Gladiator Newspaper from January 26, 1888


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Gladiator Newspaper from January 26, 1888 from the collections of the Worthington Historical Society (WHS) may be used for educational purposes as long as it is not altered in any way and proper credit is given: "Courtesy of the Worthington Historical Society, Worthington, OH." Prior written permission of the WHS is required for any other use of Gladiator Newspaper from January 26, 1888. Contact WHS at to request permission.

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Gladiator Newspaper from January 26, 1888 is text, with genre newspaper. Its dimensions are 15.25 in. x 11 in.. It is 4 pages long.

It was created on Thursday, January 26, 1888.

Worthington Historical Society is the Contributor. Ezekiel Mettles, 1833-1914 is the Publisher.

"The Gladiator" was a newspaper published in Worthington from 1887 to 1888 by Ezekiel Mettles. The office for the Gladiator was located in the Goodrich Block on the southwest corner of Main (High) Street and the Public Square. Pages one and two of the newspaper contain advertisements including several for Worthington businesses, along with state and national news and short columns. The front page article titled "The New Court House" focuses on the recently built structure in Columbus. Page two devotes a column to Worthington’s lack of support for the newspapers resulting in the decrease from five columns to four as of this publication.

Articles pertaining to local news appear on page three. Notes include an obituary for Edward Noble, age 28, a note about a building boom in Elmwood (now known as Linworth), and an advertisement for a "Farm for rent, 5 miles north of Worthington on the Worthington/Delaware Pike, Lewis Loop."

Another note is as follows: "Uncle Ben Lee is quite ill, having been attacked with a severe cold which settled upon his lungs." It is likely this refers to Benjamin Lee, an African American man who had lived in the Worthington area sixty years or more by 1888. An August 20, 1891 Westerville Public Opinion article detailed the lives of Benjamin and Jack Lee, enslaved half brothers, who were sent to Ohio in 1817 as an inheritance to Samuel McDannald of the Central College area in Westerville. They were emancipated, as slavery was not permitted in the state, but then immediately indentured to McDannald until they reached the age of 21. Benjamin Lee married Nancy Jordan in 1828, and two of the couple’s children were buried in St. John’s Cemetery in Worthington in the 1830s. In a Columbus Directory from 1878, Lee was listed as a basket maker.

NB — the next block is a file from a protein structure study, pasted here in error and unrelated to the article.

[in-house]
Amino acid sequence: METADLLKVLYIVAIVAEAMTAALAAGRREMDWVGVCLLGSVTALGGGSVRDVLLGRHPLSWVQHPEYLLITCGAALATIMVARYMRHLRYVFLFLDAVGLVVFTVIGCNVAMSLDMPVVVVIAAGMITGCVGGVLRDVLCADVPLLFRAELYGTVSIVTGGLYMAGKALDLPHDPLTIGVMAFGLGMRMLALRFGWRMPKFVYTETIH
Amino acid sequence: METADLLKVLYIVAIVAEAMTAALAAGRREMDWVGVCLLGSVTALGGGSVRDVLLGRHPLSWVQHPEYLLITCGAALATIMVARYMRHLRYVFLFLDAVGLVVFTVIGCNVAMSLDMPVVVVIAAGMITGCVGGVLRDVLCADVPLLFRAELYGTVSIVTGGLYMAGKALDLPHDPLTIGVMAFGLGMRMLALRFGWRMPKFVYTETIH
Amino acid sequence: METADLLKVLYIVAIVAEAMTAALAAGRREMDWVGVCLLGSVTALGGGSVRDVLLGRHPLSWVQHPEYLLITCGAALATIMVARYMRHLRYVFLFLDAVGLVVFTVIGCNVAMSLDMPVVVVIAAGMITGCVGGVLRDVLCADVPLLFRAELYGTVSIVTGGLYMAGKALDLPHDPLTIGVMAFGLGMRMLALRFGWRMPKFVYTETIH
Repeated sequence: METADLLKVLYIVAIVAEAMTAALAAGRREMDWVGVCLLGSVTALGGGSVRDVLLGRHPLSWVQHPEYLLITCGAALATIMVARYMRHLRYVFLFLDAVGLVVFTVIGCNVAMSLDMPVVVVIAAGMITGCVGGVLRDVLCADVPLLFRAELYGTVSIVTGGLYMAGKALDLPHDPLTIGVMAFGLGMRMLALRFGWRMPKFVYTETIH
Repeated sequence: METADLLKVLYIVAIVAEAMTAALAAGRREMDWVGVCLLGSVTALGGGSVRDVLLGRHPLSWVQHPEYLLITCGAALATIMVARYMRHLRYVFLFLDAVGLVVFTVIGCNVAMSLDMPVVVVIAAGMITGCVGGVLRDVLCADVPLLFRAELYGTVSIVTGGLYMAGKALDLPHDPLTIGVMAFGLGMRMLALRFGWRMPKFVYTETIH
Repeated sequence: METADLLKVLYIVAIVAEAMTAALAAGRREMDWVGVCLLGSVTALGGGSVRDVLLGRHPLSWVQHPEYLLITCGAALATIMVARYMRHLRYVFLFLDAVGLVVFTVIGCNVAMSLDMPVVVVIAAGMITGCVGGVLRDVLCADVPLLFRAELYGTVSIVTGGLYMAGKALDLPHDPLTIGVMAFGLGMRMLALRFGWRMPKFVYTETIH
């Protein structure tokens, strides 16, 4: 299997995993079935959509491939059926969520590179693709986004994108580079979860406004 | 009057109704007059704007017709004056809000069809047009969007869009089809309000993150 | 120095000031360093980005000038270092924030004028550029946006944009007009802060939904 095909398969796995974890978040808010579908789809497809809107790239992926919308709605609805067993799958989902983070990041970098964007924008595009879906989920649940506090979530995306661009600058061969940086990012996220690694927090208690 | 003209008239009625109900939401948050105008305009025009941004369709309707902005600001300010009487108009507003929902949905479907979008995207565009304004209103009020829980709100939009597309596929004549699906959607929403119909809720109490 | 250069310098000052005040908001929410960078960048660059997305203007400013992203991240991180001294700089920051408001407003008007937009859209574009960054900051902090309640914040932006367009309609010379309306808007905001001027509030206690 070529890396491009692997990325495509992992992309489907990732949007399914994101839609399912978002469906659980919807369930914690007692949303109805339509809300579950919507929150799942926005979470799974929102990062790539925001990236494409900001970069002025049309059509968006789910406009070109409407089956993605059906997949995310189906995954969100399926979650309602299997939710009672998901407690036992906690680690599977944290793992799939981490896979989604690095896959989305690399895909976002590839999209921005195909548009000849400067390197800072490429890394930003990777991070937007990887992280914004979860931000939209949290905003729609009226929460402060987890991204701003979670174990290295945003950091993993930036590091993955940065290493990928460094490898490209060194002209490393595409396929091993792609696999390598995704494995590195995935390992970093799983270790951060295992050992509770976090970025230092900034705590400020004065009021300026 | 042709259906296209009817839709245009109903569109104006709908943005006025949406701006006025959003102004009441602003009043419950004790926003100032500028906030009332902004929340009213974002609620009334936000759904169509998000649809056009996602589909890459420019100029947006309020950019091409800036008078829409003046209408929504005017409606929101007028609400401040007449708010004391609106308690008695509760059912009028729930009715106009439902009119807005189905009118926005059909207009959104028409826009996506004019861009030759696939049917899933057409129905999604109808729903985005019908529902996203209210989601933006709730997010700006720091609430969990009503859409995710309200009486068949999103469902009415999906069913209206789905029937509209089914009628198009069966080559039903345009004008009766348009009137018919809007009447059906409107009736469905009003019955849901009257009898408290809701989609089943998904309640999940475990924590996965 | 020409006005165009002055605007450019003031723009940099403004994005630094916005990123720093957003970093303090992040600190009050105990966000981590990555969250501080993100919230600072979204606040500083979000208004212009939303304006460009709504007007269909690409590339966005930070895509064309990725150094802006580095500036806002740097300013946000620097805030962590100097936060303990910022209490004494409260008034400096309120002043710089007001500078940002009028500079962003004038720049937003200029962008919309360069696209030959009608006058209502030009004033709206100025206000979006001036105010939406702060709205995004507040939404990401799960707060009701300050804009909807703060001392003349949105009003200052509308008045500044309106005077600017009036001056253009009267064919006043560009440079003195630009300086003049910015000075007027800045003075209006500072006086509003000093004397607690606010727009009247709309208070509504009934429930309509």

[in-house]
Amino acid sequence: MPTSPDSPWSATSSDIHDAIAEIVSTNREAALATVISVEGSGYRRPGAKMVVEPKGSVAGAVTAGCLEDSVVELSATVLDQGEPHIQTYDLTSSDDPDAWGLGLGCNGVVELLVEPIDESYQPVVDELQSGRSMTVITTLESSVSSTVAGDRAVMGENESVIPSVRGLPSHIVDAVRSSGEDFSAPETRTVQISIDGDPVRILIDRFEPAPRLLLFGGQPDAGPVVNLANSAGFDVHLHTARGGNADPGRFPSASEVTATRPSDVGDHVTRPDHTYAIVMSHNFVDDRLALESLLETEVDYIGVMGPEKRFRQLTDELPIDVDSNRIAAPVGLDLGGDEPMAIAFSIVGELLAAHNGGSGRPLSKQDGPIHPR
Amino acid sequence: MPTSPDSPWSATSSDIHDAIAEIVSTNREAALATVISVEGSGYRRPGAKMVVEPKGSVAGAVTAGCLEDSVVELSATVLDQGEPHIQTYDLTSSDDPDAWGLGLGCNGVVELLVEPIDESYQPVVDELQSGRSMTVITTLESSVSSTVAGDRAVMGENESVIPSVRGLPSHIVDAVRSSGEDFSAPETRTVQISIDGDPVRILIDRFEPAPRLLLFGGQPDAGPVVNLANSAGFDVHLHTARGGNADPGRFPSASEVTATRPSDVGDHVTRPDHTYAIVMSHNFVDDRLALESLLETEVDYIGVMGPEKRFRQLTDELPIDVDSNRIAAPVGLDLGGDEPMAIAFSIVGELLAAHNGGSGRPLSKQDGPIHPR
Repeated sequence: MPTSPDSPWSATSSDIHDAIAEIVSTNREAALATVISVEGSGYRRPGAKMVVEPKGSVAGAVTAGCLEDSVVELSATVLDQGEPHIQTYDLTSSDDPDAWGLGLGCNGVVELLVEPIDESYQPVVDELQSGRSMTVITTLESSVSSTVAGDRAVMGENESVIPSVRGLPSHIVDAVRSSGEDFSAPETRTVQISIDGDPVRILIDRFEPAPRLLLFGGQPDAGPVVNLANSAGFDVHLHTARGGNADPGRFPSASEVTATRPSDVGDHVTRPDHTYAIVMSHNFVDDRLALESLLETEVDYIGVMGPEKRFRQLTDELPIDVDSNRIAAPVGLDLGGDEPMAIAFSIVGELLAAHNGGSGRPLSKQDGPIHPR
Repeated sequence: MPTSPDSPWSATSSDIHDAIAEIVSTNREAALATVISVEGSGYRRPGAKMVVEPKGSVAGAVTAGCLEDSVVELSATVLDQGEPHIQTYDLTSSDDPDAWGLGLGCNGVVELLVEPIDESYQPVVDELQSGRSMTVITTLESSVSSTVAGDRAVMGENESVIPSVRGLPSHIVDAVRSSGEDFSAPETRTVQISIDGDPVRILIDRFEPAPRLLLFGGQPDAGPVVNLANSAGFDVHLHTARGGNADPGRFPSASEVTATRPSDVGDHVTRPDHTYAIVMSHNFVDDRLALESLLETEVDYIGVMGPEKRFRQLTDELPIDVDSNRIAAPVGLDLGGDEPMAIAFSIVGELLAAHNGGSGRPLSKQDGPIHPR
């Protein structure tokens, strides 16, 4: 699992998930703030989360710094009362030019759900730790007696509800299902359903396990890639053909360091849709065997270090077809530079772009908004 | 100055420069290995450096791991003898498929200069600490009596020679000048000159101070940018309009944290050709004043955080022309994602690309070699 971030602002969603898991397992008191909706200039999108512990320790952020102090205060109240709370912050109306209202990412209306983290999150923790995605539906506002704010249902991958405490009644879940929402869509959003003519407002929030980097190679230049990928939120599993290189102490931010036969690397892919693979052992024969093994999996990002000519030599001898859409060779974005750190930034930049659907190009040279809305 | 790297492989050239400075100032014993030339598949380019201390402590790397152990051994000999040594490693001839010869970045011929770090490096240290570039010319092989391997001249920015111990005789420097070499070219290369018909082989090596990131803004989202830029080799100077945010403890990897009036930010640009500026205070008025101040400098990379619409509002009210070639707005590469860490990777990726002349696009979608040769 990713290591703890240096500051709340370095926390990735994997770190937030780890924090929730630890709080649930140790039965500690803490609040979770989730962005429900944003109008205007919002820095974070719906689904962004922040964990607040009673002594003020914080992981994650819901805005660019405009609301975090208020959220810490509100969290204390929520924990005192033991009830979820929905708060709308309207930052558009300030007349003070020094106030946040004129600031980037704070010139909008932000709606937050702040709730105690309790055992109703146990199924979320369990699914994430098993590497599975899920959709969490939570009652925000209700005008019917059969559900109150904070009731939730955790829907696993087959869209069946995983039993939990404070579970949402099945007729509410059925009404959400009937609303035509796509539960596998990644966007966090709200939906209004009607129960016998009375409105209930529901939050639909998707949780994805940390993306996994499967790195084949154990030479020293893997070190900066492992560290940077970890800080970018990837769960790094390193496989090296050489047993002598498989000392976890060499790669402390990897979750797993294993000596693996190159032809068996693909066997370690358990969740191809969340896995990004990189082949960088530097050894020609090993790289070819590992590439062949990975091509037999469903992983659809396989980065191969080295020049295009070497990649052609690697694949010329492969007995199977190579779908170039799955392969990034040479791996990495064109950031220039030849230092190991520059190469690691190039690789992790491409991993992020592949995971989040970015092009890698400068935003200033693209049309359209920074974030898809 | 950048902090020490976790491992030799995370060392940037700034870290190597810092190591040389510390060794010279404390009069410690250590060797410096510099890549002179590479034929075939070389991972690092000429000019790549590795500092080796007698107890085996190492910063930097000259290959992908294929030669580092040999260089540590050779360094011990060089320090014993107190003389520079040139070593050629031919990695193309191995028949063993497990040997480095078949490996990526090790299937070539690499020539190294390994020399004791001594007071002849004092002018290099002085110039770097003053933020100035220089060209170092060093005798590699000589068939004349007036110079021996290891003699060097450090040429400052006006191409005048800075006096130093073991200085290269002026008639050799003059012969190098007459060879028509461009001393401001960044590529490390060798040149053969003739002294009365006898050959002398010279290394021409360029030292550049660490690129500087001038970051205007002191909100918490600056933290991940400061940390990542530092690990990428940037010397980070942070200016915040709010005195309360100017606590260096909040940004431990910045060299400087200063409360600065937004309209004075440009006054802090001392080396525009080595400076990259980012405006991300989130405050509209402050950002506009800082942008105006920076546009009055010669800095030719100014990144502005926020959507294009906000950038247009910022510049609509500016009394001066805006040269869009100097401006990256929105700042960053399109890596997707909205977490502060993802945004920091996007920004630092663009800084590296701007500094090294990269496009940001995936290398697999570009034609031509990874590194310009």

Advertisements in this issue include "O. Johnson, M.D., Worthington, Ohio," "W.F. Griswold, Notary Public and Civil Engineer, Worthington, Ohio," "I.G. Deardorff, Dealer in Dry Goods, Groceries, Notions, Patent Medicines &c., &c., Elmwood [Linworth], Ohio," "A. S. Fay & Co., Dress Good and Dry Goods, Worthington, Ohio," and "R. W. Evans, dealer in stoves and tinware in Worthington."

It covers the topics newspapers, retail stores and business.

It covers the city Worthington. It covers the area Old Worthington.

You can find the original at Worthington Historical Society.

This file was reformatted digital in the format video/jpeg2000.

The Worthington Historical Society identification code is 2014.004.10.

The Worthington Memory identification code is whs1307.

This metadata record was human prepared by Worthington Libraries on February 20, 2022. It was last updated February 25, 2022.